Raid cleans up troubled Guyana prison

Some of the contraband confiscated from Georgetown Prison in Guyana in a sweep of cells.
Some of the contraband confiscated from Georgetown Prison in Guyana in a sweep of cells.

GEORGETOWN, Guyana – A joint forces operation swoop through Georgetown Prison last weekend confiscated contraband items such as cigarette lighters, improvised weapons and marijuana.

This follows what was described by Toronto lawyer Selwyn Pieters as a “proliferation of contraband within the jail (that) raises serious public safety concerns” during the hearings into the recent Georgetown prison riot, which resulted in the death of 17 inmates.

Selwyn Pieters
Selwyn Pieters

Pieters, who is representing the prison and police services at the inquiry in Guyana, was on location to provide legal advice during the operation. He told The Camera that “the operation was relatively successful in terms of the extraction of the inmates identified as ‘ringleaders’ or for reasons of the institutional security that needed to be transferred to other prisons.”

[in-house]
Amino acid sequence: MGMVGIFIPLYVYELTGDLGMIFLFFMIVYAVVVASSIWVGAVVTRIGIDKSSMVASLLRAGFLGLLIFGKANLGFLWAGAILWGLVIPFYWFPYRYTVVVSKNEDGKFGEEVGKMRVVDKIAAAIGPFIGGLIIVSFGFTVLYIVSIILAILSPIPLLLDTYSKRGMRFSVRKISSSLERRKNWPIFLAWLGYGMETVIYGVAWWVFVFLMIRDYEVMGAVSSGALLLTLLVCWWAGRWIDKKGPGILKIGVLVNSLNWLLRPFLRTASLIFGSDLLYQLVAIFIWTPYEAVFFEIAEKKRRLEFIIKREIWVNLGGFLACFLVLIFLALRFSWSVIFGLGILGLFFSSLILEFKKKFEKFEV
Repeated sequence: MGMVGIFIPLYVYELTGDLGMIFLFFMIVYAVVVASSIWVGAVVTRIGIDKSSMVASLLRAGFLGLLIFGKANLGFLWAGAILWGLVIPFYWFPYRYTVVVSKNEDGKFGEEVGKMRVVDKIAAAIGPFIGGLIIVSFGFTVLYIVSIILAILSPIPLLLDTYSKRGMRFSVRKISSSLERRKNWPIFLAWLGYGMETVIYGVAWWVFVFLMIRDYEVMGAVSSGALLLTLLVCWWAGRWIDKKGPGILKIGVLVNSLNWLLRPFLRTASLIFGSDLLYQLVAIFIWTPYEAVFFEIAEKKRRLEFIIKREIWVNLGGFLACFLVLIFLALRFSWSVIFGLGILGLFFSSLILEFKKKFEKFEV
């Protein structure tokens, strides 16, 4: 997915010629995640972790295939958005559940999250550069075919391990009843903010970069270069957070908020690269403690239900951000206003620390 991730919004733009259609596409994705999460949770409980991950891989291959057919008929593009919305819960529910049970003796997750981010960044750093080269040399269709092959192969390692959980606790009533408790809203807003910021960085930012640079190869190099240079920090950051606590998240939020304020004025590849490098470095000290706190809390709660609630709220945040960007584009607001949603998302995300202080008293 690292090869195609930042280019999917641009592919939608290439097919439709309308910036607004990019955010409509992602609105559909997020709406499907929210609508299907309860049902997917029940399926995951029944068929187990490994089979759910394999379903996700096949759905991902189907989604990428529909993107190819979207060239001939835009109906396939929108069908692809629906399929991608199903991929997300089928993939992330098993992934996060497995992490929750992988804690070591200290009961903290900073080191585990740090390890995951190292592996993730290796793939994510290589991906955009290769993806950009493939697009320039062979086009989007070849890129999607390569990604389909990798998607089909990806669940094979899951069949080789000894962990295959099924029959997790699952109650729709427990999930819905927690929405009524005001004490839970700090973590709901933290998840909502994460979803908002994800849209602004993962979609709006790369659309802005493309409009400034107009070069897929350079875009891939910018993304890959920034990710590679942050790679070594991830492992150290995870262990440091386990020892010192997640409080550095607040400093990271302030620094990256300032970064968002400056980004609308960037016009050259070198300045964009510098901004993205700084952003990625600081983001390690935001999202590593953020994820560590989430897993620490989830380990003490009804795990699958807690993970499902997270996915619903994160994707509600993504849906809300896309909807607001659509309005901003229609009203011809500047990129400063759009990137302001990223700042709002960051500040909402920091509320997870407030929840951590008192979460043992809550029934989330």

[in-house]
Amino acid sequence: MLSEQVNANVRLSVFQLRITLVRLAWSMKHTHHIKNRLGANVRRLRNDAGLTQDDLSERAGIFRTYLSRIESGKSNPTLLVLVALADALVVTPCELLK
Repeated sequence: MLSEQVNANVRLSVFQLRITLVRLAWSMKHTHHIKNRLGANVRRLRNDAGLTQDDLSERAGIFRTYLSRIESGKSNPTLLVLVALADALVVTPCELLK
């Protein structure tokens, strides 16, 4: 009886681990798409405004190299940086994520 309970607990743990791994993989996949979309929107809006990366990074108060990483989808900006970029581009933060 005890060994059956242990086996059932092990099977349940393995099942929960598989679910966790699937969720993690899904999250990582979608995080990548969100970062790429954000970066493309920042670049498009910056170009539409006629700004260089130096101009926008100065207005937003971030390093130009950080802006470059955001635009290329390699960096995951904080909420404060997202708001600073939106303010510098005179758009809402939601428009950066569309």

He added there was some resistance and threats from two inmates but “those threats were neutralized very quickly and with minimal use of force.”

Pieters had told the inquiry that there were security risks inside the jail as inmates had been taking metal from the beds to make weapons.

“Hopefully the impact of this massive seizure and the transferral of the inmates on the operations of the prison would be that inmates that remain at the prison could be assured that they no longer require improvised weapons to protect themselves from the “ringleaders” or “bullies” that posed a threat to them and the officers at the Camp Street Prison,” said Pieters.

He added that the prison had to be “sanitized of illegal weapons” that are in the possession of inmates.

“My role was to ensure all officers understood Section 13 of the Prison Act and the objective conditions that must be evident for the Standard Operating Procedures and rules of engagement to come into play. Legal counsel’s role was also to emphasize that the law and Standard Operating Procedures must be followed to deal with the threat at hand,” said Pieters who is also trained to practice law in Guyana.

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